web site’s domain name.
“Keep track of ideas in a dream notebook to record ideas and things to do”
Spend time on your dream every day, advises Suzanne Falter-Barns, author of How Much Joy Can You Stand? A Creative Guide to Facing Your Fears and Making Your Dreams Come True. “Keep track of ideas in a dream notebook or get a small tape recorder, so when you’re on the run, you can record ideas and things to do.”
It’s crucial to involve others in your dream, whether it’s a trusted friend, relative or a member of an online support group. “Those most successful in achieving their dreams have some support system,” says Wieder. “Be with like-minded people who will encourage you, help you, challenge you and, most importantly, hold you accountable.” Look for role models. Maybe you’re convinced you’re too old to go back to studying. “Overcome your fear by looking for evidence that it isn’t true,” says Fortgang. “That’s how you shift your thinking from impossible to possible. The Internet is a great resource. Find stories that inspire you.”
PUSH PAST OBSTACLES
Besides keeping you motivated, having a support network can also help you move past obstacles on the way to your goal. “A dream is a journey, and journeys do not always go
smoothly,” says Laura Day, author of The Circle: How the Power of a Single Wish Can Change Your Life. It’s important to be flexible. “Pursuing your dream will not always feel good. You will have to confront some old habits and beliefs about yourself and deal with a new set of experiences.”
Work on eliminating thoughts that aren’t in harmony with your goal, i.e., what’s wrong, what’s missing, why you can’t succeed, etc., adds Wayne W. Dyer, Ph.D., author of The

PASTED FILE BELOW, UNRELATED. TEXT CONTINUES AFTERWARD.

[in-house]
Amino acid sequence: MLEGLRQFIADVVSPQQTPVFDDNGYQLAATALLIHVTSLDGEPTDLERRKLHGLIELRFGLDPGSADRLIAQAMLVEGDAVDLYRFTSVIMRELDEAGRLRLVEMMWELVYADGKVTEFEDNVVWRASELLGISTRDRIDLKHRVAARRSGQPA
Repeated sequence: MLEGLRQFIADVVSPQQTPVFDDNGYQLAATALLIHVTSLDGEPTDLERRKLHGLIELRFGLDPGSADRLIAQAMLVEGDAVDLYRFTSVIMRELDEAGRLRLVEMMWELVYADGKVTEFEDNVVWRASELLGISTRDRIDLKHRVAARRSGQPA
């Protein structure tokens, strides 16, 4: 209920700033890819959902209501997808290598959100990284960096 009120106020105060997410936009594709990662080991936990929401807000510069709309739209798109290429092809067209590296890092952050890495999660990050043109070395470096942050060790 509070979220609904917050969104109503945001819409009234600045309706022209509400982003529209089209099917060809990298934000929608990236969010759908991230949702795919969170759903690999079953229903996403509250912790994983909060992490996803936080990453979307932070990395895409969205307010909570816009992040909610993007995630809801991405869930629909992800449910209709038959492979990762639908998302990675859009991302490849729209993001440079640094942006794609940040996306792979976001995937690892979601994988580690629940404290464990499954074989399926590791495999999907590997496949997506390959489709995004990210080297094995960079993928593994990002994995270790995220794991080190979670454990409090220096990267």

Power of Intention: Learning to Co-Create Your World Your Way. Challenging all those no’s isn’t easy, but reading something inspirational or listening to tapes on the way to work or while you walk can be a big help. “Your goal is to saturate your mind with positive thoughts.”
If you’re feeling fearful, make a list of your fears and ask yourself if they are real. If they are, find ways to handle them. “Get specific so you know what you are dealing with,” says Carol Adrienne, author of Find Your Purpose, Change Your Life. “Saying you don’t have enough money or time are common excuses, but it’s always masking a deeper fear that you don’t have what it takes or it’s not going to work.” Change always brings fear, so get used to challenging yourself to keep taking small steps into new territory, she adds. “If you’re committed to being fulfilled, you’ll find a way.”
But no matter how well you prepare, you’ll still have to face roadblocks along the way. If you stop expecting perfection and start accepting twists and turns and different
outcomes, you will liberate a tremendous amount of creative energy, adds Louden. “You’ll allow yourself to adapt to what is, and that’s the most powerful place to create from. When your dream takes a U-turn or you get stuck, ask yourself, ‘What can I learn from this?’”
GET A FRESH PERSPECTIVE
“Set aside a day each month to putter around and reflect on your success so far,” says Adrienne. Sometimes it’s helpful to take a weekend or a week off, says Falter-Barns.
“You’ll have a new perspective, inspiration and energy.” Think about ways you can reward yourself every day while you pursue your goals. Buy yourself flowers, treat yourself to a manicure or just a good soak in the tub. It’ll make you feel good and encourage you to keep taking action. When Cynthia Kersey was training for a marathon, her training group held hour-long runs each Saturday. “I always scheduled a massage immediately afterward,” she says. “When I was running those seemingly endless miles, I knew that relief for my aching muscles was only hours away.”
It’s the journey that counts. “Your single greatest reward is often the person you become in the process. So many people have told me that the process is what changed
their lives,” she says. “For the first time, they knew what they wanted, developed a plan and took action to achieve their goals. Becoming more confident and self-aware as
individuals has been their ultimate reward.”
This article was first published in Woman’s Day.